Yahoo suspends work on plan to spin off stake in Alibaba

Yahoo will not move forward with a spinoff of its stake in Alibaba, the company confirmed Wednesday.

“The board will now evaluate alternative transaction structures to separate the Alibaba stake, focusing specifically on a reverse of the previously announced spin transaction,” Yahoo said in a release.

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The move comes amid uncertainty over whether the spinoff of its 384 million-share stake would be taxed, and would reduce the risk of a significant tax payment for a transaction meant to create value. The IRS told Yahoo earlier this year that it would not rule on whether the company could avoid a tax hit when putting its stake in a separate entity, which it planned to name Aabaco.

“We believe that the previously announced spin off would be tax free to Yahoo and its shareholders,” said Maynard Webb, chairman of Yahoo’s board of directors. “Among other factors, we were concerned about the market’s perception of tax risk, which would have impaired the value of Aabaco stock until resolved.”

Given the circumstances, Yahoo said it will try other transaction structures to separate its stake in Alibaba, including a reverse spinoff. This reverse spinoff would include assets and liabilities other than Yahoo’s stake in Alibaba.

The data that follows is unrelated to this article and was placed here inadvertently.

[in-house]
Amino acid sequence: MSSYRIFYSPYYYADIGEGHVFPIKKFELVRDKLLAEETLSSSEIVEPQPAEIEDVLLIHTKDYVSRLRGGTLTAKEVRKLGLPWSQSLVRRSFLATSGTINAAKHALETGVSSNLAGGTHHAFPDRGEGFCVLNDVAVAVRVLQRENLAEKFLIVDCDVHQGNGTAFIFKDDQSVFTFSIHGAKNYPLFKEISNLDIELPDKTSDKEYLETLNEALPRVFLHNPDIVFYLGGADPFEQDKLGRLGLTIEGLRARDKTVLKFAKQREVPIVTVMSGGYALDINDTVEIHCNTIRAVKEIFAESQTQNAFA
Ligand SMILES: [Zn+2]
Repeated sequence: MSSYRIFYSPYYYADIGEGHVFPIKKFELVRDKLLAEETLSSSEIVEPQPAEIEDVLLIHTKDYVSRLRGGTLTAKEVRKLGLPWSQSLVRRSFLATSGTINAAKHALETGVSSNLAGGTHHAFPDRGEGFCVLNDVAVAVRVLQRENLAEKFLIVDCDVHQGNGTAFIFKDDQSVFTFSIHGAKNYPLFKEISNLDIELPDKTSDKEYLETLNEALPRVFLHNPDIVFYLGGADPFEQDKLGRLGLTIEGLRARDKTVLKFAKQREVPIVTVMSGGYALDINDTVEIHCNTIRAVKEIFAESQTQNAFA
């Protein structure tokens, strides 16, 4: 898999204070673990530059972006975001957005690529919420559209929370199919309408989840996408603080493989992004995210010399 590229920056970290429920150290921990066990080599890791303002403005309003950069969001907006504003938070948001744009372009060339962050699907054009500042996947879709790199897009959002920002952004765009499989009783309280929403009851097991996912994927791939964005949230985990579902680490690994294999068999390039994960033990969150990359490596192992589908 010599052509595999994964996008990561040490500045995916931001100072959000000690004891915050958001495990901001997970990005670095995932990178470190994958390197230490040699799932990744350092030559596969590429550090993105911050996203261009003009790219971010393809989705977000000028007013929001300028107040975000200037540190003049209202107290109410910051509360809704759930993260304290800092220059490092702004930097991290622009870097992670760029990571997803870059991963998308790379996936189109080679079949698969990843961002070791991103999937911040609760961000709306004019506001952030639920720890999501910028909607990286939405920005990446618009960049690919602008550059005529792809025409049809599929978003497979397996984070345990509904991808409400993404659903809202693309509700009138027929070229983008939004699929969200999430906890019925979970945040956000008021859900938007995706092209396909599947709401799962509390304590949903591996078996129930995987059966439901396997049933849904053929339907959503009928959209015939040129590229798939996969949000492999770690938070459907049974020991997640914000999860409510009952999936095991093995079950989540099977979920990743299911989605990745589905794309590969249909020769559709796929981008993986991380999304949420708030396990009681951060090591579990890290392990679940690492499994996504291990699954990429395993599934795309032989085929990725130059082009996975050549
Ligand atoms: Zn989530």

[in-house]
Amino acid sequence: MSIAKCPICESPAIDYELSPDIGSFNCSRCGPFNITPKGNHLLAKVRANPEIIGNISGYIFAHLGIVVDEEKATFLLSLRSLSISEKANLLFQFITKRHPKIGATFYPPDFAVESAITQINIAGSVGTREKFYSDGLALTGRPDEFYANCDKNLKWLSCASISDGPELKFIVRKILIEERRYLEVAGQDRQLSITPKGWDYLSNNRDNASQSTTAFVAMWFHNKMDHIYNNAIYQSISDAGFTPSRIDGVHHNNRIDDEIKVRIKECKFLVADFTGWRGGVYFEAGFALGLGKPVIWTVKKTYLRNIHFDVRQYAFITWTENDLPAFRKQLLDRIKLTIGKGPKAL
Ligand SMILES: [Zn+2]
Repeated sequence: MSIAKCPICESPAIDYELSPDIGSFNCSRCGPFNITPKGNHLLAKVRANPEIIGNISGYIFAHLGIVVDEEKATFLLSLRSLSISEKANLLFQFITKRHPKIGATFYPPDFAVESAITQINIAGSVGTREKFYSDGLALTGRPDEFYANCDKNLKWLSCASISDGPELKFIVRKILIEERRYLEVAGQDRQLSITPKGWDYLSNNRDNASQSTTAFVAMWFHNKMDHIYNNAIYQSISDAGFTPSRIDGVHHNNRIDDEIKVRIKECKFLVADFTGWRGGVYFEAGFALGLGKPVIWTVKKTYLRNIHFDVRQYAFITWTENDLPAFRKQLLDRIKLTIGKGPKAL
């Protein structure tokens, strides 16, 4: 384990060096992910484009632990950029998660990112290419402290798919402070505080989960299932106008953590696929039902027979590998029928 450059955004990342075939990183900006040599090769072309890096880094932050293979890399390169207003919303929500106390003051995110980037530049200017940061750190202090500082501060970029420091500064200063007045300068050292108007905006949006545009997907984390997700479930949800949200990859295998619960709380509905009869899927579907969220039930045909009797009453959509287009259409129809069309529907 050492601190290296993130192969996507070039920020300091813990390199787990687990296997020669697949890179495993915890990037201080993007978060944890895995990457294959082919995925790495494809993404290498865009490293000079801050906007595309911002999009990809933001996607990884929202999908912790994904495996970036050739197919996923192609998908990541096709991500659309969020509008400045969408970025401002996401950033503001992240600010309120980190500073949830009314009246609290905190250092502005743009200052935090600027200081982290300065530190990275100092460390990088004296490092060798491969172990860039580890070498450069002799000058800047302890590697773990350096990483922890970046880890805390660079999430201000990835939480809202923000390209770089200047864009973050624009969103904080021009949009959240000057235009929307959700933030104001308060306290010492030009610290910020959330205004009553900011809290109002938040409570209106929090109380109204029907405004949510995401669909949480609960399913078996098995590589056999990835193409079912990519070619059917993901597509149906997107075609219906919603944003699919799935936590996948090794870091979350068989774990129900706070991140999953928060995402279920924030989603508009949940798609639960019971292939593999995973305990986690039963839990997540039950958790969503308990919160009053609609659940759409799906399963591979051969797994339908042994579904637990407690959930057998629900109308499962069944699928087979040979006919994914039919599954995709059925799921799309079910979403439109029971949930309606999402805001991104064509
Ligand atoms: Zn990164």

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“A separation from our Alibaba stake, via the reverse spin, will provide more transparency into the value of Yahoo’s business,” Yahoo CEO Marissa Mayer said. In a Wednesday conference call, she also said this decision reaffirms Yahoo’s commitment to shareholder value and that separating its Alibaba business will let it attract more talent.

Shares of Yahoo rose about 3 percent in premarket trading.

The company also said that Max Levchin, former chairman of Yelp, has resigned from Yahoo’s board. “Mr. Levchin is resigning due to his other professional commitments and demands on his time, and not due to any disagreement with Yahoo on any matter related to Yahoo’s operations, policies or practices,” Yahoo said in an 8-K filing released Wednesday.

“He, of the board members, was probably the most tech-innovative focused of them. That’s the voice that they needed at core Yahoo. Him stepping down is a negative,” Mark Mahaney, tech analyst at RBC Capital Markets, told CNBC’s “Squawk Box.”

— CNBC’s Jacob Pramuk contributed to this report.

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